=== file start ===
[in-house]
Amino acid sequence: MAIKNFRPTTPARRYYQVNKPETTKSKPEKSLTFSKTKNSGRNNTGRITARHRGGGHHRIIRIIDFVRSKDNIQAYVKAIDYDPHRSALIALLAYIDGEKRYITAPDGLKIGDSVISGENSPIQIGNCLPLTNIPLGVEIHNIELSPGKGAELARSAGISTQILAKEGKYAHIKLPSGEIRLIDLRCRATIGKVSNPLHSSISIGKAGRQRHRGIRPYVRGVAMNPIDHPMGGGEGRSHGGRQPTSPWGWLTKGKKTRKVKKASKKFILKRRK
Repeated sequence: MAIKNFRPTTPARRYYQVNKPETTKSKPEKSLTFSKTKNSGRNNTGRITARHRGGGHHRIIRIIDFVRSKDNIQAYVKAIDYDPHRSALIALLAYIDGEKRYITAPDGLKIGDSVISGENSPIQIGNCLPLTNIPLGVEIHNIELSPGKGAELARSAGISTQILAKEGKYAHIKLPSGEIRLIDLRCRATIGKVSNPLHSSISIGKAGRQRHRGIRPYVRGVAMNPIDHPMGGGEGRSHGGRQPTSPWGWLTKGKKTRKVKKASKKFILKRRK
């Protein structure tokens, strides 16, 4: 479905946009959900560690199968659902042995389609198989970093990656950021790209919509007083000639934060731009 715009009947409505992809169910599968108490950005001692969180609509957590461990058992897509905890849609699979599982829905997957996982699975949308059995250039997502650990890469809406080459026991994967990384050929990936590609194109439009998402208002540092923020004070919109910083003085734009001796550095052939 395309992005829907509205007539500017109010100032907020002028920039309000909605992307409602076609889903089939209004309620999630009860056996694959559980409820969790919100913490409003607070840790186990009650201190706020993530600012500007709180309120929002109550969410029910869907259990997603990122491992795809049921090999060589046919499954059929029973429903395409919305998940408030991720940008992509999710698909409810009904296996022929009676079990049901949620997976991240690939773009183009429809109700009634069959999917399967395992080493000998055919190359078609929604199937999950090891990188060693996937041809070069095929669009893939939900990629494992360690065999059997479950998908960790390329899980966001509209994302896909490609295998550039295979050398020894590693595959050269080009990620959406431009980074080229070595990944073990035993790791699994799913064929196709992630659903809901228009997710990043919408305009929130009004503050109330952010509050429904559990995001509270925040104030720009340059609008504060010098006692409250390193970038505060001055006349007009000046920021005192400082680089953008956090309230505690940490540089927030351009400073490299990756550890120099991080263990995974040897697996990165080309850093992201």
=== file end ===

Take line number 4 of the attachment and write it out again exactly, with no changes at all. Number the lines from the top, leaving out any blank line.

């Protein structure tokens, strides 16, 4: 479905946009959900560690199968659902042995389609198989970093990656950021790209919509007083000639934060731009 715009009947409505992809169910599968108490950005001692969180609509957590461990058992897509905890849609699979599982829905997957996982699975949308059995250039997502650990890469809406080459026991994967990384050929990936590609194109439009998402208002540092923020004070919109910083003085734009001796550095052939 395309992005829907509205007539500017109010100032907020002028920039309000909605992307409602076609889903089939209004309620999630009860056996694959559980409820969790919100913490409003607070840790186990009650201190706020993530600012500007709180309120929002109550969410029910869907259990997603990122491992795809049921090999060589046919499954059929029973429903395409919305998940408030991720940008992509999710698909409810009904296996022929009676079990049901949620997976991240690939773009183009429809109700009634069959999917399967395992080493000998055919190359078609929604199937999950090891990188060693996937041809070069095929669009893939939900990629494992360690065999059997479950998908960790390329899980966001509209994302896909490609295998550039295979050398020894590693595959050269080009990620959406431009980074080229070595990944073990035993790791699994799913064929196709992630659903809901228009997710990043919408305009929130009004503050109330952010509050429904559990995001509270925040104030720009340059609008504060010098006692409250390193970038505060001055006349007009000046920021005192400082680089953008956090309230505690940490540089927030351009400073490299990756550890120099991080263990995974040897697996990165080309850093992201």